This week we met with DCU Business School graduate, Female Entrepreneur and Founder of Jane Darcy Gillian Halpin to chat about her favourite DCU memories and what inspired her to start her own business.

Can you tell us a little bit about your time at DCU Business School?

Well, firstly, I love DCU – everybody knows that. I came to DCU three years ago for the MSc in Marketing, which has now been replaced by the MSc in Digital Marketing course. I had such an amazing time here. My background was in Philosophy, which is obviously really different but I think it lended itself very well to me studying marketing and business. Philosophy teaches you how to think outside the box and come up with your own ideas, which I suppose is what developed my thought process and strategy for my company. I did also have a background in business though as my family have worked in the manufacturing of gifts, souvenirs, toys and those types of products for all my life.

It’s great you had such a positive experience at DCU Business School. What makes it stand out for you?

DCU has really helped me in loads of ways. I made such great friends here, not just people on my course but also my lecturers. Everyone is so brilliant and amazing, from the teaching faculty to the canteen staff. The course itself really helped me to develop the confidence to know what I was doing and also learn practical skills, like how to create a marketing plan or formulate a strategy. I didn’t have any marketing experience so I needed to learn quickly. We did everything from sports marketing and strategy to event marketing and digital marketing. One module I did as part of the Masters was NGM – Next Generation Management – which was unbelievable. Graduates from DCU are known to be quicker off the ground because of subjects like this and the focus on practical skills.

You also did work experience as part of your Masters. How did you find that?

The work experience was hugely beneficial as it allowed me to see how other companies do things. I worked with BYOS Jewellery, the local GAA club, on an SAP coding event… you get to do such a broad range of things. You have room to figure out what you like and what you don’t like, what your strengths and weaknesses are. It’s not just about the modules in that way, it’s about the extra things that you have going on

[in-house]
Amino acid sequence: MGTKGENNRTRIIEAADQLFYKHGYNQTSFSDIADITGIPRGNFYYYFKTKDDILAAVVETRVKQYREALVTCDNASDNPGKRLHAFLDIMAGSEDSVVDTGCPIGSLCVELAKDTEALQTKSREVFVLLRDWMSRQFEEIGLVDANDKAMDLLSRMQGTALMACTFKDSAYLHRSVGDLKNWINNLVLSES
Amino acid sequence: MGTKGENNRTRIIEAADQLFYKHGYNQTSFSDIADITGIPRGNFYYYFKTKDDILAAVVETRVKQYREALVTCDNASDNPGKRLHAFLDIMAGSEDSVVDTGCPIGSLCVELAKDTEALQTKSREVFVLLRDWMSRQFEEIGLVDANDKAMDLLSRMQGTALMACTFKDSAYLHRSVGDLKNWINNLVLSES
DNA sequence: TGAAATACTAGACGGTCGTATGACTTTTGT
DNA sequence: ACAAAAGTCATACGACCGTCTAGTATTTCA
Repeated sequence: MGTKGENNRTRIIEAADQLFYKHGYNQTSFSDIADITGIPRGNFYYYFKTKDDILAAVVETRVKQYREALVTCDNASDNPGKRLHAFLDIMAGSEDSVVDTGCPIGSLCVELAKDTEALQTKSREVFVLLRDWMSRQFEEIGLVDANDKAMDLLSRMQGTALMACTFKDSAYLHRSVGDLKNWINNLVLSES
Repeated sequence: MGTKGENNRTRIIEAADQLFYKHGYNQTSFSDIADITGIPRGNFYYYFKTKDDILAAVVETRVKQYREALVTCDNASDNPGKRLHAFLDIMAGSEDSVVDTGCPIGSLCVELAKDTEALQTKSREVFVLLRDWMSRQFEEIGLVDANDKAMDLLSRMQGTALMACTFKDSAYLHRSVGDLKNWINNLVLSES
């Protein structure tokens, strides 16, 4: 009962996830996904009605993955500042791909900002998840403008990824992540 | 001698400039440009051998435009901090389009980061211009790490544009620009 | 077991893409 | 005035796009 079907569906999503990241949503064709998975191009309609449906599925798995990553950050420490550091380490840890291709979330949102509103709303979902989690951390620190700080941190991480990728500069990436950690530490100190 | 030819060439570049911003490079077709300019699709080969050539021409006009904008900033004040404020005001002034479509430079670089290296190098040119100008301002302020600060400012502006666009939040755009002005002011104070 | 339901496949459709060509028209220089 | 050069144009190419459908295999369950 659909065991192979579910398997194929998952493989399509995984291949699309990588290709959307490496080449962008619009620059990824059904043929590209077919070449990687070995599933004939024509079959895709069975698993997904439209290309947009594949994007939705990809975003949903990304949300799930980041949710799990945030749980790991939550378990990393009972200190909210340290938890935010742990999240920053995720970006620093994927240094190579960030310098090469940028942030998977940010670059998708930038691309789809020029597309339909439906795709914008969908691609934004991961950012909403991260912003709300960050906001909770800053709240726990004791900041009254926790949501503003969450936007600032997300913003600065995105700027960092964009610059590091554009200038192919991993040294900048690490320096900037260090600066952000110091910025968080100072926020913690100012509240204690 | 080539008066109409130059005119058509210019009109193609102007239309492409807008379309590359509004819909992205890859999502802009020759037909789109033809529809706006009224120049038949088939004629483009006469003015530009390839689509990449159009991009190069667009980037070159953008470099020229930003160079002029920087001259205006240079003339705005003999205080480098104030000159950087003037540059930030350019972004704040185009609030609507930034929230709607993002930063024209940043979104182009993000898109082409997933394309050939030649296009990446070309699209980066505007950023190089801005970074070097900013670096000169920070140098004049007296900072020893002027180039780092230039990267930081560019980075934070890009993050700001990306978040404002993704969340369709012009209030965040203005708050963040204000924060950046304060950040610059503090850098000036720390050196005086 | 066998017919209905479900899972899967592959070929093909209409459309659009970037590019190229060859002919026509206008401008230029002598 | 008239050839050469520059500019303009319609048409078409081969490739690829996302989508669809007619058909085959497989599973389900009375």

When I left DCU, I also did an internship at a PR company, Fleishman Hillard. That was an invaluable experience to me. Now that I have my own company, it’s so important to know how to deal with the media. Everyone asks me how I get so much media coverage and it’s literally because of that internship. It has meant I know how to do it for myself, which also saves me money.

Moving on to Jane Darcy, your company. Can you tell me a little about it and the motivation behind it?

The one thing I’m always asked is where the name comes from. Jane Darcy is a combination of my two daughters’ middle names. The idea behind the company is to encourage people to treasure the simple moments in life…the moments that matter the most. In the past, I found that the small bit of time I had with my family I wasn’t really spending with them. I’ve been known to watch Love Island, cook dinner and send emails all at the same time! Obviously I was doing none of these three things! I wanted to take time to really enjoy my girls and encourage other people to take a moment for themselves too.

Work can be very full on, we’re all expected to be on 24/7. I wanted to make something really beautiful and luxurious that encouraged people to take a step back and make time for themselves. Our candles are 100% natural soy wax, no harsh chemicals or preservatives, natural cotton wicks and no alcohol in the diffusers which means they last much longer. There are currently three collections – Zesty Lemongrass & Bergamot, Kaffir Lime Basil and Blood Orange, and French Lavender and Lovage. We went for the highest quality, we didn’t want to cut any corners.

We’re celebrating Women Entrepreneurship Week in DCU this week. Do you think that there are specific challenges facing female entrepreneurs?

I think generally it is an issue still but it’s changing. It’s definitely worse in some industries, especially those that are very male-dominated. When I worked with my Dad, often I would be the only woman in the room and that’s hard because your opinion isn’t always trusted. I don’t know why that is but it is a struggle sometimes. But I do think it’s changing. Even in places like the Middle East that we might not view as being very progressive, there are female entrepreneurs doing brilliant things. People are beginning to trust women, believe in women and understand we can do an amazing job.

And finally, if you have one piece of advice for someone thinking of starting their own company, what would it be?

You need to be brave and believe in yourself. Everybody is so afraid of failing but what does it matter? I’m not saying to be reckless, you follow your dreams but use your head too. If you don’t believe in what you’re doing, how is anyone else going to? You’re always going to face challenges and adversity, you’ll always have knock-backs. But you just have to take the good with the bad as it comes. I was afraid of failing for years and it’s only through age and experience that I’ve decided it doesn’t actually matter what other people think of me. If I fail I’ll learn a really big lesson about what not to do next time.

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